With volumes down, Ontario grape growers are banking on quality
With two tough winters at their backs, Ontario grape growers are positive about the quality of the 2015 crop. At a December 4 news conference, Bill George, Grape Growers of Ontario (GGO) chair, announced 52,888 tonnes of grapes harvested with a farmgate value of more than $62.38 million. Included in this tonnage are juice grapes and 4,317 tonnes left hanging on the vine for premium icewine.
These numbers are down significantly from the 2013 record harvest of 80,548 tonnes. However, individual grape growers are sharing stories of the quality of not only white varietals but the reds. Technologies such as wind machines and vineyard pruning are helping growers fight climate change.
Grape Growers of Ontario represents 500 active grape growers in three designated viticulture areas: Niagara Peninsula, Lake Erie North Shore and Prince Edward County. The industry has high levels of volunteerism and civic engagement, with calculations of 79,000 hours annually to the benefit of local communities. The statistic was sourced from a study by Betsy Donald, Queen’s University and Donald-Morrow Research titled “The Growers and the Vines: people and places behind Ontario wines.”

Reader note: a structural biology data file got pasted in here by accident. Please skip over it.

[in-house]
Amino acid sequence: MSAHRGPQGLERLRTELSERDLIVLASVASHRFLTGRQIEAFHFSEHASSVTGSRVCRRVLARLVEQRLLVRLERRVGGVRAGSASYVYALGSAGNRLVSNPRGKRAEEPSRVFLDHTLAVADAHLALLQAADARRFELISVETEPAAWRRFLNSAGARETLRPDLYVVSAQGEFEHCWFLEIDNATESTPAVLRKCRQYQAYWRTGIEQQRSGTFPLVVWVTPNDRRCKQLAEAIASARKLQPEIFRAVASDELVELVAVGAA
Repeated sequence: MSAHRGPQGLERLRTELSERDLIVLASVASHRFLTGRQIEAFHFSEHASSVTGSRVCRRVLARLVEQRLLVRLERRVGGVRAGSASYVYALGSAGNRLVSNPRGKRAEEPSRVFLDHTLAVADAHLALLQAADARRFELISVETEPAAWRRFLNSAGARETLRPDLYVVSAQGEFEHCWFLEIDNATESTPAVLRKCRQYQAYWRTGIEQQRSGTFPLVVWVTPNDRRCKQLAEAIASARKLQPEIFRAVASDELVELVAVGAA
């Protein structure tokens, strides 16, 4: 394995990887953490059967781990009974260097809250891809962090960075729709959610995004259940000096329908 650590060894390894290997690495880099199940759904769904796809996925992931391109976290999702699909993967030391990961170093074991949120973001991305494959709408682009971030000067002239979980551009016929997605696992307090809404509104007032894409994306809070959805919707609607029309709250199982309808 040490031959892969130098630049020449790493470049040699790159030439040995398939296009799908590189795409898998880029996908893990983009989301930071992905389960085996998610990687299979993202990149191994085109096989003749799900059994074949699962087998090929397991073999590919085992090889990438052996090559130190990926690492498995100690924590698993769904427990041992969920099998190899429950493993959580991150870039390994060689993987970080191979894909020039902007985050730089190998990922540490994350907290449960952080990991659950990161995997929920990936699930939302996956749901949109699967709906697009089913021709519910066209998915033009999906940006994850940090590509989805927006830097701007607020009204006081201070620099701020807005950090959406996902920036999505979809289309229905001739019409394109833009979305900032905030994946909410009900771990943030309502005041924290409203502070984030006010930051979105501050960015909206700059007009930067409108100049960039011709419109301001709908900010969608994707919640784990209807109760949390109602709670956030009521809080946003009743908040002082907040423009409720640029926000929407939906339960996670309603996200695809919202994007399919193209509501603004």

Several grape growers – Bill Schenck, Jamie Slingerland and Matthias Oppenlaender – testified to the involvement in their communities. These individual stories speak to the leadership skills gained in various volunteer activities which are then shared with agriculture.
Did you know?
• 10.6% of wine sold in Ontario is VQA made of 100% Ontario grapes
• 32.0% of wine sold in Ontario is International Canadian Blend
• On average, it takes the juice of 107 grapes to make one glass of wine
Ken Hunter, Hunter Farms, Niagara-on-the-Lake, delivers Cabernet Franc grapes to the crush pad of Fielding Estate Winery, Lincoln, Ontario on October 30, 2015. Photo by Glenn Lowson.